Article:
[Taunya is a registered nurse, an author, and a mother to three children. This post is an excerpt from a non-fiction text Taunya is working on periodically entitled From Me to You: A Mother’s Legacy to Her Daughters. Find her author page at facebook.com/authorTSW]
Living in a community is not just about you. It is also about those around you. According to Merriam-Webster Dictionary community is defined as a body of people living in the same place under the same laws (2004). Think about the neighborhood in which you live. Do you find a grocery store nearby, a library or a gas station? These structures are also part of your community. Your success is inextricably tied to your ability to engage with people and navigate the institutions in your community.
1. Follow the Rules
When I think about the rules, three things come to mind immediately: driver license, insurance, and littering. I am sure I can think of more but let’s do our checks here first. In order to operate a vehicle a driver’s license is required. It is up to you to renew it at the time it is due, not after. This prevents the extra fees and fines that result from being caught without you license. Resist the temptation to blame the police for “picking on you.” Take care of your license. Prevent the confrontation.
It is also important to keep some type of insurance on the vehicle you are operating. If you get into an accident, you will be sued and will have to pay a judgment. It does not pay to let your insurance lapse. I am talking about moving forward not backwards. Take the time to explore “minimum coverage” or other low cost plans. Figure out how you will get coverage, or ride public transportation until you can get the money together. It will be worth it in the long run.
The signs are posted in different spots throughout your community. They say “DO NOT LITTER,” yet how much trash do you see lying around? Okay maybe this is not important to you, but when I decide to take a walk in my neighborhood, I appreciate it when I can step without trash in the street or sidewalk. Once again, if caught, you could pay a fine, but also remember that you live in a community with other people. Everyone is responsible to keep it clean. Why would you set yourself up to pay a fine that you do not have the money to cover? Why would you vandalize the place you live with trash? That’s not smart!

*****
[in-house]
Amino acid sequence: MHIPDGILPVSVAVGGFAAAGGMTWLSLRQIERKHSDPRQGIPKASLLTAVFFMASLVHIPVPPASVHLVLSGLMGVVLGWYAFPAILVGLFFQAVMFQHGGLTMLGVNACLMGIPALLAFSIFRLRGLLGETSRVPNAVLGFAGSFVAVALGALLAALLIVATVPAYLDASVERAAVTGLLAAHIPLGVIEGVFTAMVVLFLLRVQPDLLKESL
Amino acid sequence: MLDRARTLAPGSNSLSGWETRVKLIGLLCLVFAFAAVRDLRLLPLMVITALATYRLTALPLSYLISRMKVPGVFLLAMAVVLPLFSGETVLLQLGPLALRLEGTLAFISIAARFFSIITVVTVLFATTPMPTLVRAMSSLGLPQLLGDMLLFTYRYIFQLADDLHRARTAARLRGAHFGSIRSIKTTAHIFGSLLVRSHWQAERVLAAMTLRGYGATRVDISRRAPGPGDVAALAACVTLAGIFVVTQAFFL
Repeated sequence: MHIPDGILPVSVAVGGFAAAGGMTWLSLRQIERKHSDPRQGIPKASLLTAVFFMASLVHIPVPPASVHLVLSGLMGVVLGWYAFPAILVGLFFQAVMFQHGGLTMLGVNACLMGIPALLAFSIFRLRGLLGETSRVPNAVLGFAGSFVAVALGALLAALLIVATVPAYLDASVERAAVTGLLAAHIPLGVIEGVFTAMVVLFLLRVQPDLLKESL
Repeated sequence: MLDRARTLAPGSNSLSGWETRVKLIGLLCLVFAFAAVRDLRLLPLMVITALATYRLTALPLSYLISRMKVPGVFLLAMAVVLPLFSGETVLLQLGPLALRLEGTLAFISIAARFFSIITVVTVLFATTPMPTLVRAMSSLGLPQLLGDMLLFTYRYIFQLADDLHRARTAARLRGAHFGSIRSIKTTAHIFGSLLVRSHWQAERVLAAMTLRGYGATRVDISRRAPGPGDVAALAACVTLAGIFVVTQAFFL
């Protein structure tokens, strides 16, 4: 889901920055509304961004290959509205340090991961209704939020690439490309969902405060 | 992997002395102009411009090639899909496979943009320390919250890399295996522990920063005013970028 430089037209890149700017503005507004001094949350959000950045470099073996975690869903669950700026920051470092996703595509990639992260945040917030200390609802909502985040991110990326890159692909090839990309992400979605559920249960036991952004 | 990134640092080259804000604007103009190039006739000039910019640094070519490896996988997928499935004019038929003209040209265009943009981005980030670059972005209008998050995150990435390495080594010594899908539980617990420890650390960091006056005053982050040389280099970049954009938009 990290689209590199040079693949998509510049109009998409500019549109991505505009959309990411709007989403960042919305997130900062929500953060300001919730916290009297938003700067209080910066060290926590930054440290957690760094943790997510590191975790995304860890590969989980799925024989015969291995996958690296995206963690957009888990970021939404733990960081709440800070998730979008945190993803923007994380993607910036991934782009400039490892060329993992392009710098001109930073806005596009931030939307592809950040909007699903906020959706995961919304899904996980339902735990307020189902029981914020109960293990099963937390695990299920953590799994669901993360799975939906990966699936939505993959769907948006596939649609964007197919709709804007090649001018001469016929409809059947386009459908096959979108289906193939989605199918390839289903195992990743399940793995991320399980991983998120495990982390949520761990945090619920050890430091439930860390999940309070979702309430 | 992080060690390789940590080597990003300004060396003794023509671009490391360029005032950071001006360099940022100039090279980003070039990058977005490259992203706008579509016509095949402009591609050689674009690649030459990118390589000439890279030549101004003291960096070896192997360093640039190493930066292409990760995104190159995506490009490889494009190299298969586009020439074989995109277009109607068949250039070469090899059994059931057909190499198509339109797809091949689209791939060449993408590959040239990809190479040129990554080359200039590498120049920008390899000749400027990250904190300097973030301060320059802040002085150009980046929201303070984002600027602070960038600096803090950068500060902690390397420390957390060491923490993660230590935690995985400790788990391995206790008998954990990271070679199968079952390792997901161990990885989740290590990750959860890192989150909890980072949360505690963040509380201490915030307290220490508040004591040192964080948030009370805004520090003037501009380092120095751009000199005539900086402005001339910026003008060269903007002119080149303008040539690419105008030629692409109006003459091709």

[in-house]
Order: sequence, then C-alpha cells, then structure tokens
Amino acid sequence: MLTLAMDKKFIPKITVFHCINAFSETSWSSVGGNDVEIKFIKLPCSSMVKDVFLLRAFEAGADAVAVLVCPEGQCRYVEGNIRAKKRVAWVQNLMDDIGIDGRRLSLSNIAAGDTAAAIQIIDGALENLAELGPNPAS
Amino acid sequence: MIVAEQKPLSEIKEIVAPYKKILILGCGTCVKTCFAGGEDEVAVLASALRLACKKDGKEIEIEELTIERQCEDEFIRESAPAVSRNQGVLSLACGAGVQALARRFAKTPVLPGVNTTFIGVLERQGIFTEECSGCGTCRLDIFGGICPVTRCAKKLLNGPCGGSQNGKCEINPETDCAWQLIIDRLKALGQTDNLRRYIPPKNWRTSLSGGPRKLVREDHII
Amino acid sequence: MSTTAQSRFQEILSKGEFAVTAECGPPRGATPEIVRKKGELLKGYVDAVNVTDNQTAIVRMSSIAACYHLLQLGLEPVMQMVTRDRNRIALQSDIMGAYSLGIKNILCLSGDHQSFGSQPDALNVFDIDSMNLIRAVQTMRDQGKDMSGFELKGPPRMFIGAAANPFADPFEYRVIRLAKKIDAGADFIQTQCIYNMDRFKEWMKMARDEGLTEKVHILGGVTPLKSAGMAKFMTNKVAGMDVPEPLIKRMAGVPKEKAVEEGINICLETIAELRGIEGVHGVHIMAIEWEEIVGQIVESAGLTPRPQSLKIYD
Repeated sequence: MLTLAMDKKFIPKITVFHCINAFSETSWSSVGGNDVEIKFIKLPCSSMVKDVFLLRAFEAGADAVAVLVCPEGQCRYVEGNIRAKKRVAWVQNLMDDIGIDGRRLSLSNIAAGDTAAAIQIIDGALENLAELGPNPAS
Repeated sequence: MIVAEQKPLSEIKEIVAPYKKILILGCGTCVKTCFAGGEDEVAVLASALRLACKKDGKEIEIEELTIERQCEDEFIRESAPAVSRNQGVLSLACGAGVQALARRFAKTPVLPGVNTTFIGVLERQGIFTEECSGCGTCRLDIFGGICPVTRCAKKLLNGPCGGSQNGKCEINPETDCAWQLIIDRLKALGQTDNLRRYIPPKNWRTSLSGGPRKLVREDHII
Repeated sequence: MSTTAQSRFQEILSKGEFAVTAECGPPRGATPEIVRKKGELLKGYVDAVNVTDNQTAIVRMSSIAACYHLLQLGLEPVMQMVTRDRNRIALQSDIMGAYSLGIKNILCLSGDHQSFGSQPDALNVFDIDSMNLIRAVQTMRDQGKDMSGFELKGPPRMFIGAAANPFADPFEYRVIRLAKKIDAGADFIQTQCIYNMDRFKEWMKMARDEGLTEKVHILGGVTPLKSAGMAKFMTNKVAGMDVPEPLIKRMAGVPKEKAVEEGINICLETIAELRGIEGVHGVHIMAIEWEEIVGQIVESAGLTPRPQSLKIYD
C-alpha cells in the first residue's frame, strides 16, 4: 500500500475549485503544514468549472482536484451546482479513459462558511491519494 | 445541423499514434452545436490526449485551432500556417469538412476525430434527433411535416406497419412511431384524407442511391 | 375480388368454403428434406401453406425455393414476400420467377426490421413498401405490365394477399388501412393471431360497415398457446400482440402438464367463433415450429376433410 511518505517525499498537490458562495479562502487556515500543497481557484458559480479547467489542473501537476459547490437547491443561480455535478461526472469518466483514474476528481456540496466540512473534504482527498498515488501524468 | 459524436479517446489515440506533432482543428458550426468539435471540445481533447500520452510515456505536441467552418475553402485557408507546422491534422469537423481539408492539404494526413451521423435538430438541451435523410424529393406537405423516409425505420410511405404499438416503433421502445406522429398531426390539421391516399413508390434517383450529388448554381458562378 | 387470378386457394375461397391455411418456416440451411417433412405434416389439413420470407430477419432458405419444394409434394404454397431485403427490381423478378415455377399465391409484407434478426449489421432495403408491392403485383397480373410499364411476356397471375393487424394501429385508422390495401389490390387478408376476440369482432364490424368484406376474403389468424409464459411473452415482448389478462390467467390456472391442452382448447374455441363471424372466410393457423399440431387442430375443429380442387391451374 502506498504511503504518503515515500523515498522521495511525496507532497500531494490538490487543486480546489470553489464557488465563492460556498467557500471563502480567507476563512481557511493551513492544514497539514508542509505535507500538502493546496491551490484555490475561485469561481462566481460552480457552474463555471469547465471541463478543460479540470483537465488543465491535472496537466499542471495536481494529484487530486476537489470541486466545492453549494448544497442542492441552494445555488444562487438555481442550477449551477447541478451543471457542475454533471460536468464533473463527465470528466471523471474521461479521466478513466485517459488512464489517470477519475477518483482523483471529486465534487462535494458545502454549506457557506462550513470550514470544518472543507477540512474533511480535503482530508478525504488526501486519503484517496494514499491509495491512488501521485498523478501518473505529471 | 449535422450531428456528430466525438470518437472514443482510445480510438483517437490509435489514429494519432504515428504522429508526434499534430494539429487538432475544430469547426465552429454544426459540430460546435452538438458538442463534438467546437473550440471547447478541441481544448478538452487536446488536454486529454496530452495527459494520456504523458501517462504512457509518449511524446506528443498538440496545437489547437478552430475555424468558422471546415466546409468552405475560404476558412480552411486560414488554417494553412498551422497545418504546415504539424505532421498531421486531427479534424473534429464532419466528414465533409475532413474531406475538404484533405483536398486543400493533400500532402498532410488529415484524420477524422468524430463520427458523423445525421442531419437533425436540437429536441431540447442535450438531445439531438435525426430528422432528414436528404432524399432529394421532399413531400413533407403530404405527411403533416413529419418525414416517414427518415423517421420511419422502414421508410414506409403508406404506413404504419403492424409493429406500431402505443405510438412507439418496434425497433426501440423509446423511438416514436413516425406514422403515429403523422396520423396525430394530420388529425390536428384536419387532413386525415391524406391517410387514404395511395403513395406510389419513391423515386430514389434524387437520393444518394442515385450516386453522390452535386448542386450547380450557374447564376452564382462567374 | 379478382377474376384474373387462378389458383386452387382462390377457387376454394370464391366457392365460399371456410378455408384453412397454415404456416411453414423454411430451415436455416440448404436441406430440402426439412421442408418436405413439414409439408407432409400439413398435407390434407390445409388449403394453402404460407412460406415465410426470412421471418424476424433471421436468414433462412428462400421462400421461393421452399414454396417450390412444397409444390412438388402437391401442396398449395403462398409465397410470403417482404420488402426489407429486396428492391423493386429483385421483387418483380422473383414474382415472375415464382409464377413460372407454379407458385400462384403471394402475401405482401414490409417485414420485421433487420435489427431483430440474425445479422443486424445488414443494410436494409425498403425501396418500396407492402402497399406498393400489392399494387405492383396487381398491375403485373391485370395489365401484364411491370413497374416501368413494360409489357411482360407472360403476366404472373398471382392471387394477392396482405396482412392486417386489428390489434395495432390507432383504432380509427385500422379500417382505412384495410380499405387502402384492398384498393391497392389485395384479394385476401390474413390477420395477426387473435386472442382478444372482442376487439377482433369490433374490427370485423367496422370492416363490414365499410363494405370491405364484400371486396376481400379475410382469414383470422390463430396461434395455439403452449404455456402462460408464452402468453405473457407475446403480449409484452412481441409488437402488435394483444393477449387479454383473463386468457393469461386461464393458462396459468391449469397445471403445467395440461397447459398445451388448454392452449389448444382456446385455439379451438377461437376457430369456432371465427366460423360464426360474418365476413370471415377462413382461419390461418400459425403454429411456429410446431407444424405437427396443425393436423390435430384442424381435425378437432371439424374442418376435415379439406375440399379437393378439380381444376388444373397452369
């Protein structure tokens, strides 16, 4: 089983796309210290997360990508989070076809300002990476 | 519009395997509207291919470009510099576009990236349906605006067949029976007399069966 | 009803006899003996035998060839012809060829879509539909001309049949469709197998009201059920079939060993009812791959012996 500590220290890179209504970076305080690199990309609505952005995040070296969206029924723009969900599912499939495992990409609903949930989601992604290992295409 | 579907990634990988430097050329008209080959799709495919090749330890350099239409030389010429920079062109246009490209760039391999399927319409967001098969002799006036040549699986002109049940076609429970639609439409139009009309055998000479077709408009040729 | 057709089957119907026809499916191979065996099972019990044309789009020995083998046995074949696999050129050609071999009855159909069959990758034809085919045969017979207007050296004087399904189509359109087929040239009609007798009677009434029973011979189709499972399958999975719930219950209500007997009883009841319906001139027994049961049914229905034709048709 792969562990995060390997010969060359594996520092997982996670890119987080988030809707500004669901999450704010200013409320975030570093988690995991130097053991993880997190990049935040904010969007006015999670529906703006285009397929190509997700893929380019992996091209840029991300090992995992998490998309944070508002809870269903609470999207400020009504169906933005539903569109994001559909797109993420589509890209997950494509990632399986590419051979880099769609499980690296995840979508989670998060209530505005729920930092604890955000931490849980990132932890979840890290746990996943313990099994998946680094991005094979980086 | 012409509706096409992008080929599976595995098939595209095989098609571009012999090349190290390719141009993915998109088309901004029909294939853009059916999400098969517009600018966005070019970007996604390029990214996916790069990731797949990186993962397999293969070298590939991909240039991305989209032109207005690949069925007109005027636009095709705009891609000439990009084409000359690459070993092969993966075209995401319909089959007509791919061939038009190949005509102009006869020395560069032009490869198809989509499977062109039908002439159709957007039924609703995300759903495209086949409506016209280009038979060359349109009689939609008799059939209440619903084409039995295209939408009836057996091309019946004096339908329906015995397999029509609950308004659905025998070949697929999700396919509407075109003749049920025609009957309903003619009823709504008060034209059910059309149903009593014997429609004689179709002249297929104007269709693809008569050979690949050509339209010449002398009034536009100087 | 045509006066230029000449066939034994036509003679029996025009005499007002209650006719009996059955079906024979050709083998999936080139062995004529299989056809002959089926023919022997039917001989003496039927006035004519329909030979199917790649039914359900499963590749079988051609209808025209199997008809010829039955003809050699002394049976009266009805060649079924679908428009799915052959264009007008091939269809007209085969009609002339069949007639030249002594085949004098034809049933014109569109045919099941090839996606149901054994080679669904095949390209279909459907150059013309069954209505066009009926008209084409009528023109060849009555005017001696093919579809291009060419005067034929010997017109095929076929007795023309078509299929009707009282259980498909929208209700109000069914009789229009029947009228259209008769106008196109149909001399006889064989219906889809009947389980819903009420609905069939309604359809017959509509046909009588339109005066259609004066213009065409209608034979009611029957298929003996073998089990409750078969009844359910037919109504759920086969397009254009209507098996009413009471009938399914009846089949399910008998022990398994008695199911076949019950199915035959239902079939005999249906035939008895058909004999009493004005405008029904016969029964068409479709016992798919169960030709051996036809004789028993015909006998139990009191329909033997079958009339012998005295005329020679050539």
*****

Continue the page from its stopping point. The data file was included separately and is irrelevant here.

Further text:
2. Know what resources are in your Community
Knowledge of the resources in your community gives you options. The library is full of books of all sorts. Not only that, the library hosts other activities for kids and adults. Check out their monthly schedule. Many of the events are free of charge.
Community centers or recreation parks may offer swimming and space to exercise or play sports. What about walk-in clinics, Goodwill or schools? These places are good to have near when you are in crises or just need some support. Find out what they offer and how you can take advantage of it.
Allow me to emphasize this point. Having resources around you that you know, you trust, and can take part in keeps you honest. It keeps you from depending on people that bring you down, charge a high personal price, or who have ulterior motives for assisting you. These will only keep you from moving forward and succeeding.
3. Take ownership
You can take ownership for the community you live in by getting involved. Take some time to visit the places around you and see what efforts are underway. Think about how you can help. Consider what you have to offer.
Take a look at your residence. Is it acceptable to you? If not, what can you do to gain a sense of respect for where you live? Even if you rent, consider what you can do to enhance your surroundings. The idea is to build confidence where you are and stay on the path to positive outcomes. When you take ownership, you set the trend for others to do the same.